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Hello All Experts, Debbie,

I adopted my two girls Lexi and Willow just over a year ago (they are 18 months now). They have been together since birth, and the Mom of Lexi and Willow was rescued from a 'hoarder' situation. I don't have any information about the Father. When another lady rescued the Mom, she did not know she was pregnant. So my vet assisted in finding the new baby ratties homes.  

I spent the first while getting to know my girls when they were fostered at my vet's office (exotic vet, very good).  After a few months of visiting and playing with them, I decided to take them home for good. I have had 4 female rats before these two, with a slight break in between. Lexi and Willow live in an amazing critter nation home, and there is plenty of room. Everything was going well up until about the middle of February of this year (2015). This is where I noticed some changes in their behavior.

Initially, Lexi (who I would suggest is the alpha) started to bite at Willow's hind end, I would find little scabs and chunks of hair missing when I came home. One of the worst bites occurred when Lexi and Willow were out during playtime.  The fight quickly ensued and I did a no-no of reaching in. Lexi came away from Willow, slightly tagged me (no skin break) but poor Willow had an inch gash (open and red) on her hind end/middle back. Lexi continued to approach Willow, but I took Willow and secured her away in the cage. At first I thought this was a hormonal surge, because there was nothing for them to fight over (no food, no toys, just me hanging out with them).  I separated them until Willow's wound healed up completely, because Lexi was always trying to see it, and was too interested in it.  And of course Willow would always flinch, squeak and bolt if Lexi got near her hind end after this.  After about 2 weeks, of being separated, I cleaned their house well, and re-introduced them. There was no pilo-erection, and no sidling, just a little play fight that started to get too rough, so I did the water gun squirt and they both separated. After this, they cleaned and even cuddled.

Lexi tends to sidle and her hair gets puffy if she's going to become aggressive, although not every time.  So for about 2 weeks, there was no further aggressive behavior. They slept in the same hut, groomed, and also were fine with alone time on different levels of their large cage.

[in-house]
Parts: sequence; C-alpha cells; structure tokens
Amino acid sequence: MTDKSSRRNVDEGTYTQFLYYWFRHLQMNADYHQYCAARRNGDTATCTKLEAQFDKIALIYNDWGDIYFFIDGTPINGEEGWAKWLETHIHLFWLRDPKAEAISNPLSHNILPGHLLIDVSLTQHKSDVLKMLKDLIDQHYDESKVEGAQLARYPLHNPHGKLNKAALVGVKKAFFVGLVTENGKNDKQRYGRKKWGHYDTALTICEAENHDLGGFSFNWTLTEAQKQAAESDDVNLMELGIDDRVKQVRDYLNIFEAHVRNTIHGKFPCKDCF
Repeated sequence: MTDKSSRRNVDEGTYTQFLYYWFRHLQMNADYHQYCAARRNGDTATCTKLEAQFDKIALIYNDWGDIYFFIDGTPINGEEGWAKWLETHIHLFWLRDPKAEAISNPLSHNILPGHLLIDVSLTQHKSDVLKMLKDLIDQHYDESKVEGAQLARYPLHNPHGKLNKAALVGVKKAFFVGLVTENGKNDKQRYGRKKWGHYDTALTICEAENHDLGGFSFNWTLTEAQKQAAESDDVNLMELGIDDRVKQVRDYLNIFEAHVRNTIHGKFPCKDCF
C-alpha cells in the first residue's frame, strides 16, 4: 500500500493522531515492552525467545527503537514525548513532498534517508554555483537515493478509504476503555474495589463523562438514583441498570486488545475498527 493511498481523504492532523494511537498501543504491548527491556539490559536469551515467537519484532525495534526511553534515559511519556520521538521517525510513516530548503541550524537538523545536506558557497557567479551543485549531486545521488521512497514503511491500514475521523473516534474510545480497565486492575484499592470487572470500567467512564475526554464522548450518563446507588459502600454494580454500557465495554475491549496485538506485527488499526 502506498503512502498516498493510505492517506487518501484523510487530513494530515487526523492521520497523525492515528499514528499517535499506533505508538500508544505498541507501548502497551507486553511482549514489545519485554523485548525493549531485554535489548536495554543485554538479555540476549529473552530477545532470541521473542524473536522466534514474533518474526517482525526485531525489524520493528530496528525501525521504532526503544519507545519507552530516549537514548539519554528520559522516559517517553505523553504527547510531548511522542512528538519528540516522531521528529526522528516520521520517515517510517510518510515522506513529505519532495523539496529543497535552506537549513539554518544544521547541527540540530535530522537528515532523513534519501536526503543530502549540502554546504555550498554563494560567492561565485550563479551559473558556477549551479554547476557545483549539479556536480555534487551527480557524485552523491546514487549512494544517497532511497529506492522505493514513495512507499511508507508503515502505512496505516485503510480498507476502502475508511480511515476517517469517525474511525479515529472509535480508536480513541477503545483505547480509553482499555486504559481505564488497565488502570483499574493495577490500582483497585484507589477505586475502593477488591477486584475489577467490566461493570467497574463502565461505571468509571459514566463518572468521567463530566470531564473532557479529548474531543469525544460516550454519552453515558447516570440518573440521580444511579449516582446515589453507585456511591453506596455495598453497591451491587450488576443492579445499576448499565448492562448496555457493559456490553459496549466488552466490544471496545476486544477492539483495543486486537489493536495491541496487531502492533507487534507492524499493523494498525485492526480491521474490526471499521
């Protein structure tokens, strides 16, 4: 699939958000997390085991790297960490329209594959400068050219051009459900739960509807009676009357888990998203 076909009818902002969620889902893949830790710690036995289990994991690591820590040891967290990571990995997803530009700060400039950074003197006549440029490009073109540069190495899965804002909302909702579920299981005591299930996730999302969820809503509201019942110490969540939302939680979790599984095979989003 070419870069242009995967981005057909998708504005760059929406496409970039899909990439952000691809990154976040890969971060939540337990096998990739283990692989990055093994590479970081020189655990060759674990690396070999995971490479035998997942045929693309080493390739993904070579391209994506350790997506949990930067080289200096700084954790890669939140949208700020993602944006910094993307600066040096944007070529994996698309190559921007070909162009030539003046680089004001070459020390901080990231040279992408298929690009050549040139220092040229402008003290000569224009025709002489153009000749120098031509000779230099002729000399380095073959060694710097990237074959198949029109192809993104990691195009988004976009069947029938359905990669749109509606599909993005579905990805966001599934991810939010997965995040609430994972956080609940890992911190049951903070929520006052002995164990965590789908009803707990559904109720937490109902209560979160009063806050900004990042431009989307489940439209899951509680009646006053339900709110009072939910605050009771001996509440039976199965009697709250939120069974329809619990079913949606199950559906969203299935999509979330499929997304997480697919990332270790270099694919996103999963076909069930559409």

Then at about the 16 day mark of being back together, I arrived home after a long work day.  Lexi was up on the side of the cage bars hanging there, and Willow had just surfaced from the cloth cube. Usually, they both climb the cage and crawl over each other when I walk in the door, without any fighting. As Willow was going down the ramp, Lexi came off the side of the cage and pursued Willow. I didn't notice this until later, but Lexi's left side pinky toenail was missing (pulled out).  I wasn't sure if Lexi came off the cage too fast and caught her nail or not, if she did, did she associate this somehow with Willow causing the pain (as Willow was the only 'alive' creature in the cage)?  This fight was not good, and they ended up in a ball, then Willow bolted into the cube. I used the water squirting technique to break them up.  When I examined Willow (as she always gets the worst of it), her right ear had a puncture in it (a sharp nail likely) and it was bleeding through to the inside. She had some hair missing on the underside of her hind legs (only visible if she stood up to reach), as if Lexi bit her when she was on her back. I separated them again, to allow Willow's ear to heal. This fight occurred 2 weeks ago now, and they remain separated within the same cage (upper/lower level separation). I allow them to be out with me, and play at the same time, but I do not feel good leaving them alone with each other when I am not there. I now notice that even when Lexi calmly approaches (with no pre-fight cues) Willow grabs Lexi on the sides of her head (like a headlock) pulls her head down and I read it as Willow doesn't  want to give Lexi the chance to get too close.  Prior to this happening, Willow looks concerned and freezes, then starts to wag her tail quickly, back and forth. Willow does stay low to the ground and seems very apprehensive of Lexi even if I am there.  Then, sometimes, Willow pursues Lexi when she runs off to play or bound, but as soon as Lexi turns around, Willow looks scared and runs back to me.  Even if Lexi comes up to Willow, Willow immediately freezes and/or puts her dukes up (front paws).  Willow seems to be scent marking a lot more than usual. Lexi has commonly scent marked before, and still now, to date.  Both girls have not been spayed. Despite this new aggression, they look healthy in their coats, eyes/nose, and their energy level and curiosity is all good.